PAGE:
SMALL TOWNS: Marion farmer finds unique way to remember his childhood

Harold Wolf pays incredible attention to detail, inspired by his family history and an interest in toy collecting.
Published: May. 5, 2022 at 6:10 PM CDT|Updated: Feb. 9, 2023 at 4:24 PM CST
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With Action 2 News anchor Jeff Alexander continuing his recovery from ankle surgery, we’re looking back at some of his Small Towns stories from this feature’s first year. Tonight’s encore report originally aired on May 5, 2022.

SHAWANO COUNTY, Wis. (WBAY) - A Shawano County farmer’s passion for detailed woodworking has led to some amazing creations.

In the scale of toys, he’s recreated the rural scenes he remembers from his childhood. This week in Small Towns, we travel to Marion on a journey back in time.

As a child in the 1940s, on his family’s farm just outside Marion, Harold Wolf remembers feeling as if he was in heaven.

“My personal feeling is those were some of the best years that farming has seen, before all this technical stuff, that was all neighbor helping neighbor,” says Harold.

Over the decades farming evolved, and when Harold took over as the 4th generation on the farm in the 1960s, he kept thinking back to an era gone by.

“I just hung on to those memories of threshing machines and helping the neighbors, it was something extremely important to me. I never met my great grandfather or my grandfather, but when I look at all the stuff that’s here, the land that’s cleared, I think of them. That all comes back to what encouraged me to try to capture, if not for anybody else, for myself at least,” explains Harold.

Around 1980, inspired by his family history, and an interest in toy collecting, Harold started building.

No blueprints or plans, by the way, just his memory.

“I never built anything with a blueprint, I looked at it and visualized what I wanted it to look like,” says Harold.

Harold’s first order of business, a barn, which once completed, received some company.

“There’s a barn, there’s going to have to be a house,” says Harold with a chuckle.

Harold then turned his attention to making 1940s-era farm equipment, like threshing machines.

He credits his late wife Verl for all of the interior decorations, as well as a lot of trips to hobby stores and toy stores to search for accessories, to bring the farm scene to life.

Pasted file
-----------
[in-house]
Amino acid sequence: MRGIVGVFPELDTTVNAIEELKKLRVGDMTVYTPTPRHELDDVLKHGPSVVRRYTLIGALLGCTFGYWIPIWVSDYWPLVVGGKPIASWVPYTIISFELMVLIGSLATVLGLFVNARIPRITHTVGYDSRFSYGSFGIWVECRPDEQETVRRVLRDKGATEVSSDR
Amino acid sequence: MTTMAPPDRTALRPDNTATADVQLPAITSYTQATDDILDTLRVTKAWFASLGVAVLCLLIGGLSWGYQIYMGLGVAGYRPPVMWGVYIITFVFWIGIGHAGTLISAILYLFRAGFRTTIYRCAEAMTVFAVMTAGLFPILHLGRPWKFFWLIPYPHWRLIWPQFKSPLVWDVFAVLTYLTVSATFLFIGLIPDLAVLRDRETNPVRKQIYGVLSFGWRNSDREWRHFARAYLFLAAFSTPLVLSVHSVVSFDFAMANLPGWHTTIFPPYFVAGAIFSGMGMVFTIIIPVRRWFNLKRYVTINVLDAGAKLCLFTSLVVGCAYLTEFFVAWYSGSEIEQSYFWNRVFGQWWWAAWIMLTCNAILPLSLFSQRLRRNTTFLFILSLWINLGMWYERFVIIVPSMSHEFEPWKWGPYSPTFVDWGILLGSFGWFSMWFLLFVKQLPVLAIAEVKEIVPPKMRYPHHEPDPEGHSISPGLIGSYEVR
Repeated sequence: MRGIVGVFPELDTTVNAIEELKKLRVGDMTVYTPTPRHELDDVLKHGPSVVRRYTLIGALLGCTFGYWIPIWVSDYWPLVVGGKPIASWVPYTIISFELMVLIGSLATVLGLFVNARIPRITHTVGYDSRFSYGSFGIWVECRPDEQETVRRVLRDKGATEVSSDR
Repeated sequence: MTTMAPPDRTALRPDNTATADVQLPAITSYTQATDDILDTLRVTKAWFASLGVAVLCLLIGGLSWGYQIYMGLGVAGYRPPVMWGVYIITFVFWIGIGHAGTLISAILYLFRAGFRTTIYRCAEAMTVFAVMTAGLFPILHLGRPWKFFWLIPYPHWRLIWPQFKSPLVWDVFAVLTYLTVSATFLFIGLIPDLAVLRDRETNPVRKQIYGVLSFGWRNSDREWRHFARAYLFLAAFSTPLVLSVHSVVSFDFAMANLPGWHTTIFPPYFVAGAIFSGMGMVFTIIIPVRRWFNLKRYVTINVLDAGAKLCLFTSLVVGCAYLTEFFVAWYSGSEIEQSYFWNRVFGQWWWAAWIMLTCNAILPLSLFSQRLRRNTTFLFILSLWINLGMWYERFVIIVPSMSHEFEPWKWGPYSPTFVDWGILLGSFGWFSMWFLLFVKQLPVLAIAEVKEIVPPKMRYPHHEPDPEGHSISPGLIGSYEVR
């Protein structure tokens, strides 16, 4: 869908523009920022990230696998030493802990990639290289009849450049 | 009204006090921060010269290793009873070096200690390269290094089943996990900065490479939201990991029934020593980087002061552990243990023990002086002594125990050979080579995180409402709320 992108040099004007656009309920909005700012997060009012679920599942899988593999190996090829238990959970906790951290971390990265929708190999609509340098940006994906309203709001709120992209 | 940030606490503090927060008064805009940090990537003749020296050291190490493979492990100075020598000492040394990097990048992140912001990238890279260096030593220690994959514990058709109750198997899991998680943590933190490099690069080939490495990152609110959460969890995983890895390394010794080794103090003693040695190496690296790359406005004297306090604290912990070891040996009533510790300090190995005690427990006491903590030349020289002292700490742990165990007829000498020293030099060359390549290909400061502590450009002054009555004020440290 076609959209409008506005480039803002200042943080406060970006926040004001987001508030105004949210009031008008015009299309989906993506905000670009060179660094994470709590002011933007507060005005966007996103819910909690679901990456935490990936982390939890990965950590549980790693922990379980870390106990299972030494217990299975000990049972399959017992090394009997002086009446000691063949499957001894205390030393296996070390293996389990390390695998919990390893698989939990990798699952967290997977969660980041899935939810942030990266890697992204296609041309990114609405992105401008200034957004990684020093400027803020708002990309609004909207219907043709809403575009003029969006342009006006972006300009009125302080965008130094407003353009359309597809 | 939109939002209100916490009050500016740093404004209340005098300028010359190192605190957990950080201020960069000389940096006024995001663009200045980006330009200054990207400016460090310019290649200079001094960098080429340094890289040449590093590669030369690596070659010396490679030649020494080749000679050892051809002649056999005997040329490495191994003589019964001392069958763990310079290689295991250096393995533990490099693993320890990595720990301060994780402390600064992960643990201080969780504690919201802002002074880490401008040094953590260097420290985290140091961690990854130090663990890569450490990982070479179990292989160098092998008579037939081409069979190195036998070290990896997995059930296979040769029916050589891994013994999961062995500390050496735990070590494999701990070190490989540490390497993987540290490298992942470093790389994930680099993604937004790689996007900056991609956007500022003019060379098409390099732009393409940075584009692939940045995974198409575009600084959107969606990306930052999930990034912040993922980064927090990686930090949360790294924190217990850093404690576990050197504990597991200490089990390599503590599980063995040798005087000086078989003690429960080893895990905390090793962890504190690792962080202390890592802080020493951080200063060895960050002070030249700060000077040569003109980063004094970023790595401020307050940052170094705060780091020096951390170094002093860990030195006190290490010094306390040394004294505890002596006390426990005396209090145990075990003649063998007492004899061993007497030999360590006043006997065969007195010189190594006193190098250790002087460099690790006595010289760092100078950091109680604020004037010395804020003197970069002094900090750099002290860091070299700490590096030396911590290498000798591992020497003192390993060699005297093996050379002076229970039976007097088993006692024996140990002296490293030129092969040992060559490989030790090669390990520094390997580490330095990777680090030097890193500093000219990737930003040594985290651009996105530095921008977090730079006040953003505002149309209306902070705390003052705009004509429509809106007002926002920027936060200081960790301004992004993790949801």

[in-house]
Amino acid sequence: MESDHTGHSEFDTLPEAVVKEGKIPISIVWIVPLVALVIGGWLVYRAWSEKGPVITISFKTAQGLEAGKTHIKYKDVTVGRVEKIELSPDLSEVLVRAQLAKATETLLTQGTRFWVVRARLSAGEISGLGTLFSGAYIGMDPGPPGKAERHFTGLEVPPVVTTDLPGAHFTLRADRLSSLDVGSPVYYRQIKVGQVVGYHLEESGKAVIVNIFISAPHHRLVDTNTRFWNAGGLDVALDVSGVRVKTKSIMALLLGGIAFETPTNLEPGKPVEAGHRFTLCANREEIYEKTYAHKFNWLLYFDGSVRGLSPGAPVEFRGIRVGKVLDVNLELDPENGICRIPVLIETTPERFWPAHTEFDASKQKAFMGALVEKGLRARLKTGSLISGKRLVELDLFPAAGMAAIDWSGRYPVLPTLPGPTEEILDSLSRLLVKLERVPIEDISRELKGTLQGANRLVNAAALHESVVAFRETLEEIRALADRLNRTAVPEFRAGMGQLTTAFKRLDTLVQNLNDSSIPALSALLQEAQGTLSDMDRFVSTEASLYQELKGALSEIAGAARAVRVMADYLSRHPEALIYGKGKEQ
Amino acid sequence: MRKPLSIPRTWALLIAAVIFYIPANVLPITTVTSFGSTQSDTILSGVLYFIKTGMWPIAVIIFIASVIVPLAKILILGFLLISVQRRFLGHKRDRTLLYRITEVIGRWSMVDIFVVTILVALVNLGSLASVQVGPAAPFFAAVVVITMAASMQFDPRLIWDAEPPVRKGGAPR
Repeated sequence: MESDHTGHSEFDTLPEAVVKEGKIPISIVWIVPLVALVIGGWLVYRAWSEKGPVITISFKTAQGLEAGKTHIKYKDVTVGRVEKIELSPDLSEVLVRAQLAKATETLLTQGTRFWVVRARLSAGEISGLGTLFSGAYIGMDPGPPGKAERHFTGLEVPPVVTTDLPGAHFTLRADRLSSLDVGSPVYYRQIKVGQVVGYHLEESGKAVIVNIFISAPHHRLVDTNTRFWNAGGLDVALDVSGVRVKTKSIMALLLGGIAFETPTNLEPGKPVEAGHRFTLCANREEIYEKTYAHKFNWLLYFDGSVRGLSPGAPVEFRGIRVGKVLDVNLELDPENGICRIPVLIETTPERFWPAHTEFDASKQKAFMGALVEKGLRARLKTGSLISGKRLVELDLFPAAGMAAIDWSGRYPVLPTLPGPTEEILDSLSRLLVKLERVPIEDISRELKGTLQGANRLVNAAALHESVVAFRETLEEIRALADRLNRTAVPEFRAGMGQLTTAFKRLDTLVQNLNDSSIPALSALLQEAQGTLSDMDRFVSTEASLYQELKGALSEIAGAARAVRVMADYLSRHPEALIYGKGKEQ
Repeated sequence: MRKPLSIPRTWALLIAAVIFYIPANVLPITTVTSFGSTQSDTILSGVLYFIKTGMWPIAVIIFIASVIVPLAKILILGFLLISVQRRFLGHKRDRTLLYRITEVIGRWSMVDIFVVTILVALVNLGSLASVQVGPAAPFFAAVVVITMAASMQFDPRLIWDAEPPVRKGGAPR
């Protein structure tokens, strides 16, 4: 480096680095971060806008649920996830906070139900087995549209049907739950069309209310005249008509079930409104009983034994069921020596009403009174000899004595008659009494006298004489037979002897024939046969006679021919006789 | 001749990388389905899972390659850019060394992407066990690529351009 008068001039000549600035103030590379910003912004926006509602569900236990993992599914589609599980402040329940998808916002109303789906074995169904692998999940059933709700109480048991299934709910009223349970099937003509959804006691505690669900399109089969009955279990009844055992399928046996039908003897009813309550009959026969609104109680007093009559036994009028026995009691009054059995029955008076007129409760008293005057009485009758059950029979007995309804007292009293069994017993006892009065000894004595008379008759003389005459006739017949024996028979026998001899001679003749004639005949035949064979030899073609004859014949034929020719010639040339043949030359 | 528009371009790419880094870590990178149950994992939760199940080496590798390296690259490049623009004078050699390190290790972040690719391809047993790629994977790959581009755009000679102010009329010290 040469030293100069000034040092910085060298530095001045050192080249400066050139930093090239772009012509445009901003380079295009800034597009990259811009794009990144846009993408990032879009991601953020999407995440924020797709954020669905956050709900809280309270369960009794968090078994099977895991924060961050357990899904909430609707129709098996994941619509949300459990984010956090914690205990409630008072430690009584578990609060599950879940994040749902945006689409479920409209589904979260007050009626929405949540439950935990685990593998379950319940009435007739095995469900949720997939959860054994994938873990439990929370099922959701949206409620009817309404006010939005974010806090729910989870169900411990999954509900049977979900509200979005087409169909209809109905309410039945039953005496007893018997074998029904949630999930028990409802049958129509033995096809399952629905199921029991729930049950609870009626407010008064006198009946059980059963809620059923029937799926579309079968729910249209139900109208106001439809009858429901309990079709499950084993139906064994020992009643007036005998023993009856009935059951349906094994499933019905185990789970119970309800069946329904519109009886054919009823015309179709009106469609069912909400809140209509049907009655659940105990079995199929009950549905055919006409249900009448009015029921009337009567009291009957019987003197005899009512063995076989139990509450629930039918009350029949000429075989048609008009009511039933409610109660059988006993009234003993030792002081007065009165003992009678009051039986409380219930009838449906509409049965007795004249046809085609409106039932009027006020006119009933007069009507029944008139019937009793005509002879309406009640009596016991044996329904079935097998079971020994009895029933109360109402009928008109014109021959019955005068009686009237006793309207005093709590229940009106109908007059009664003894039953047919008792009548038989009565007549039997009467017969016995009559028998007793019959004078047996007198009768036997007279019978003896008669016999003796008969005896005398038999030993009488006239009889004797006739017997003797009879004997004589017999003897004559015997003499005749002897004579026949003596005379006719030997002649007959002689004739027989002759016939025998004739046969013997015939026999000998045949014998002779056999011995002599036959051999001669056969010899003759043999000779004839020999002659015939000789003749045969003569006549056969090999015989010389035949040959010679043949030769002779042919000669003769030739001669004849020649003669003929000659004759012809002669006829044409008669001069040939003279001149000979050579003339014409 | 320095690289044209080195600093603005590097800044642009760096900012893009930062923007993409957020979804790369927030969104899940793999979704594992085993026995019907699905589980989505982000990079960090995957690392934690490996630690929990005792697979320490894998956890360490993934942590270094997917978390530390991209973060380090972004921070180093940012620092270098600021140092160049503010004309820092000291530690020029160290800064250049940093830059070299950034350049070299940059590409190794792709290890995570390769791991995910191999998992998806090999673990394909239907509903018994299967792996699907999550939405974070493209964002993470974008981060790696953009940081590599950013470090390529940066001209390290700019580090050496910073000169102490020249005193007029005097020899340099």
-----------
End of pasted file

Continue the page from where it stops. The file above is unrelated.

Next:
Mission completed you might think, but Harold was just getting started.

“I mean it just mushroomed from there,” says Harold.

He now wanted to re-create buildings of deep importance to surrounding communities.

“The Caroline Ballroom, everybody went their Saturday night, probably most of us met our girlfriends there,” recalls Harold with a smile.

Again, the detail inside and out, simply amazing.

“I would look at a picture and ok, the door is three foot wide, so that I could take and build the rest of the building,” explains Harold.

A man of strong faith, Harold then tackled a country church.

From a church to a blacksmith shop, which still stands today in nearby Pella.

“There aren’t any blacksmith shops around anymore, and everybody had one because you had horses that had to be shoed and wagon wheels and what not that they made then, so that was a necessity right alongside a tavern,” says Harold breaking out in laughter.

Throughout the years, when he wasn’t busy farming or building, Harold traveled around the state to compete in toy shows.

He enjoyed those shows, but the journey always made him a little nervous.

“Riding in the back of the truck wasn’t healthy for it, that stuff is not made to be jumped around,” says Harold.

With tired hands now too old for delicate woodworking anymore, Harold says his hobby days are over.

Now 83, he does look back with great pride on all of his creations, although is still extremely humble about his ability to recapture history.

“I don’t consider myself talented in this, it’s just I was the only one dumb enough to do it, while other people were out making money I was fooling around with this stuff,” says Harold with a smile.

Harold figures he doesn’t have a whole lot of time left on the family farm and he’s not sure what will happen one day with all of his creations.

He’s hoping they’ll find a home in some museum.

Jeff Alexander talks about the memorable pieces and level of detail

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